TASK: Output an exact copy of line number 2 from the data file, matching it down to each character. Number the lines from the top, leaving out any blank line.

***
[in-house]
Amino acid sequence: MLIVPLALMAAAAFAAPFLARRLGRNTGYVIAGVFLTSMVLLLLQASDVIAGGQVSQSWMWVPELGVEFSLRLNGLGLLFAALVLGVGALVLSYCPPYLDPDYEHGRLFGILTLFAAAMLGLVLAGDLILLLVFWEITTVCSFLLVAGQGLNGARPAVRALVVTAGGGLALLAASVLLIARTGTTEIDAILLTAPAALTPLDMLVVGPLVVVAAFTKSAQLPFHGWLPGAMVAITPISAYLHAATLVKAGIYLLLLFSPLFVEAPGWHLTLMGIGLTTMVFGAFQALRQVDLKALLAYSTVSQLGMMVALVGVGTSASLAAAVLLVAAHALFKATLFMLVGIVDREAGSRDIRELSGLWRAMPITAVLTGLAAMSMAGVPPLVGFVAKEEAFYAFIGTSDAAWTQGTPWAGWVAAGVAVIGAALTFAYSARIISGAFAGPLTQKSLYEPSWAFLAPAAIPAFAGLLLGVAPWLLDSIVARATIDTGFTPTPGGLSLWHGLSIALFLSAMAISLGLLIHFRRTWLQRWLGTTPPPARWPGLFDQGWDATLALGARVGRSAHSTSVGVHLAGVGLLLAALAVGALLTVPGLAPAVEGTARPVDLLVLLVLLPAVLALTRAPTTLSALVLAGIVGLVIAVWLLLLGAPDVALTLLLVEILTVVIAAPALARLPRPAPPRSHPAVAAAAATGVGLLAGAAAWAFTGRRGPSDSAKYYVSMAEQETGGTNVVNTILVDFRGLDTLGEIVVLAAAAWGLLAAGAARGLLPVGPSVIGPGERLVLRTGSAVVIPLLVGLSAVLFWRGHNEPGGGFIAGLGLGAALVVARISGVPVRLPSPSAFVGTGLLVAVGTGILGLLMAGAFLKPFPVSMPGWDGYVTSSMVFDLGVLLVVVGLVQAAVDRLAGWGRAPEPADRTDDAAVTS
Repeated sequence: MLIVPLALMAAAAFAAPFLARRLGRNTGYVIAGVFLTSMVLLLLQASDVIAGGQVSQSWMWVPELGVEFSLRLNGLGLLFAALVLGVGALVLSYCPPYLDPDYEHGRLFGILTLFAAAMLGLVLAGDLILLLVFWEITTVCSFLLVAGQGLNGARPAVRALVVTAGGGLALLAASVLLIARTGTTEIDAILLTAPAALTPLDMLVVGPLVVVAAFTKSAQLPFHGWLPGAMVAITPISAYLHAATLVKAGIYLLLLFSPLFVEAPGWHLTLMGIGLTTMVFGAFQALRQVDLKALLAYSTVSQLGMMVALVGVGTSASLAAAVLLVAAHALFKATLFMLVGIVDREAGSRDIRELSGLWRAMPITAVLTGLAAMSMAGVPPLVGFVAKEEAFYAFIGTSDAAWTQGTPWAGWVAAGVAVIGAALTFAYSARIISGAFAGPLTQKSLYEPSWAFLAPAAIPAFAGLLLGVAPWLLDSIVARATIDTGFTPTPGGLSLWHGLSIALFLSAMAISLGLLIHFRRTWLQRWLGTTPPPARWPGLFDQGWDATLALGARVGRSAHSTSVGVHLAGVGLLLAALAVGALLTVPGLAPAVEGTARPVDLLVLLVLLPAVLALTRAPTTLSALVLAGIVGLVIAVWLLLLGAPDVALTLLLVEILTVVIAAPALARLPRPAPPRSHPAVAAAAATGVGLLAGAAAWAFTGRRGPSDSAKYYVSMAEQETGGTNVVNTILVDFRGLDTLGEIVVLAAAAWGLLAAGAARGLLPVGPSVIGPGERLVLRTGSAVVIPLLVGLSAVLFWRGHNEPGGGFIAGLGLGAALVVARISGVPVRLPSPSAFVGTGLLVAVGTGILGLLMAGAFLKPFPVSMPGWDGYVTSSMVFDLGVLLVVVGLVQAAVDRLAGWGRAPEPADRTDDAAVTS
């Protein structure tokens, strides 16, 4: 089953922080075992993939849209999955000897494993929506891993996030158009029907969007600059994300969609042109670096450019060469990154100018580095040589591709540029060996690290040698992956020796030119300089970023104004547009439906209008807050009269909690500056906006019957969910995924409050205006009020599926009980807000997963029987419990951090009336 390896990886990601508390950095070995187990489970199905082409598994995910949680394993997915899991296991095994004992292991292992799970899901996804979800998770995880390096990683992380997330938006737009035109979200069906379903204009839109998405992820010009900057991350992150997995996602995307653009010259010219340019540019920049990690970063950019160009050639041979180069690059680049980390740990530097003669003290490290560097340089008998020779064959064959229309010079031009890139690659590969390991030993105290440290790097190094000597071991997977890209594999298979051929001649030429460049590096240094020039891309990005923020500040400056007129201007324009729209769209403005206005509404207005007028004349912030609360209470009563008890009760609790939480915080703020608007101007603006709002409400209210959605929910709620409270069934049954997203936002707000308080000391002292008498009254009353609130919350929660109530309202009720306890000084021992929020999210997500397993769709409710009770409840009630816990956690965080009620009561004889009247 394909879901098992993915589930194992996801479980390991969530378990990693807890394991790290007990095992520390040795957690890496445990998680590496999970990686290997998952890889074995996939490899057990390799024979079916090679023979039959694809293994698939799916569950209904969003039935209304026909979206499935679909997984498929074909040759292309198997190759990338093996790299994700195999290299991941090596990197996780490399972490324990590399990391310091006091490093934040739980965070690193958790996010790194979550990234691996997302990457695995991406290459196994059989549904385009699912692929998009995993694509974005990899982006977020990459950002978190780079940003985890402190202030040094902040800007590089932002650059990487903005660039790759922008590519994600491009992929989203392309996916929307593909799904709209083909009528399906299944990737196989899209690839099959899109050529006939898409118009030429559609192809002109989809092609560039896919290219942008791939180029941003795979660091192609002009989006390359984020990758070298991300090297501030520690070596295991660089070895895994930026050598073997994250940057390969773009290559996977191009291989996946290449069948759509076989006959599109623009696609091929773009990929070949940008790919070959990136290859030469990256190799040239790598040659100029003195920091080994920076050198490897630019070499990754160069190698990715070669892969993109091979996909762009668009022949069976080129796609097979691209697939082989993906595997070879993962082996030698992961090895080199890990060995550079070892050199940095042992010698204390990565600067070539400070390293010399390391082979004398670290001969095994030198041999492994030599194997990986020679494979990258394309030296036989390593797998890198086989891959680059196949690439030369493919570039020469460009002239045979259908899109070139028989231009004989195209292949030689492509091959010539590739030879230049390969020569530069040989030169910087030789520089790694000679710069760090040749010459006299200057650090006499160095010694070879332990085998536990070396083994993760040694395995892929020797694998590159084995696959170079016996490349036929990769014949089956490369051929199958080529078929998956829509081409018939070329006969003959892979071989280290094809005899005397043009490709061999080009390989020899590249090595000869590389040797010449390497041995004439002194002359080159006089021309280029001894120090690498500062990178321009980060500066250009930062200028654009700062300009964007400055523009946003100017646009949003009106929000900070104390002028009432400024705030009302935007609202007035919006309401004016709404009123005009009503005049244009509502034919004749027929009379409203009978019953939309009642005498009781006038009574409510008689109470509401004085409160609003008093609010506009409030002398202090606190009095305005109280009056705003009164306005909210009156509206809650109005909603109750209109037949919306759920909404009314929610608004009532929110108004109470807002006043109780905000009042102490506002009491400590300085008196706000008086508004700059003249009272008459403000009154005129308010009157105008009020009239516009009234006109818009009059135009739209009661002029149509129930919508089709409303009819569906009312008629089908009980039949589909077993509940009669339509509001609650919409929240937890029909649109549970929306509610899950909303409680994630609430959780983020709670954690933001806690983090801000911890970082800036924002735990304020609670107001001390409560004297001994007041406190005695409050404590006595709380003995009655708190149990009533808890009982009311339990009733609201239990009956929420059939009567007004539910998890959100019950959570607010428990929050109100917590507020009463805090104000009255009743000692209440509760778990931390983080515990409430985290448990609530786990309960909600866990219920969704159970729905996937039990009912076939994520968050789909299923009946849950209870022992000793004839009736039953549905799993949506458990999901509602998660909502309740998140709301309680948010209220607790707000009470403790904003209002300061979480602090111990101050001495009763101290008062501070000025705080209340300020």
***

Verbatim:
Amino acid sequence: MLIVPLALMAAAAFAAPFLARRLGRNTGYVIAGVFLTSMVLLLLQASDVIAGGQVSQSWMWVPELGVEFSLRLNGLGLLFAALVLGVGALVLSYCPPYLDPDYEHGRLFGILTLFAAAMLGLVLAGDLILLLVFWEITTVCSFLLVAGQGLNGARPAVRALVVTAGGGLALLAASVLLIARTGTTEIDAILLTAPAALTPLDMLVVGPLVVVAAFTKSAQLPFHGWLPGAMVAITPISAYLHAATLVKAGIYLLLLFSPLFVEAPGWHLTLMGIGLTTMVFGAFQALRQVDLKALLAYSTVSQLGMMVALVGVGTSASLAAAVLLVAAHALFKATLFMLVGIVDREAGSRDIRELSGLWRAMPITAVLTGLAAMSMAGVPPLVGFVAKEEAFYAFIGTSDAAWTQGTPWAGWVAAGVAVIGAALTFAYSARIISGAFAGPLTQKSLYEPSWAFLAPAAIPAFAGLLLGVAPWLLDSIVARATIDTGFTPTPGGLSLWHGLSIALFLSAMAISLGLLIHFRRTWLQRWLGTTPPPARWPGLFDQGWDATLALGARVGRSAHSTSVGVHLAGVGLLLAALAVGALLTVPGLAPAVEGTARPVDLLVLLVLLPAVLALTRAPTTLSALVLAGIVGLVIAVWLLLLGAPDVALTLLLVEILTVVIAAPALARLPRPAPPRSHPAVAAAAATGVGLLAGAAAWAFTGRRGPSDSAKYYVSMAEQETGGTNVVNTILVDFRGLDTLGEIVVLAAAAWGLLAAGAARGLLPVGPSVIGPGERLVLRTGSAVVIPLLVGLSAVLFWRGHNEPGGGFIAGLGLGAALVVARISGVPVRLPSPSAFVGTGLLVAVGTGILGLLMAGAFLKPFPVSMPGWDGYVTSSMVFDLGVLLVVVGLVQAAVDRLAGWGRAPEPADRTDDAAVTS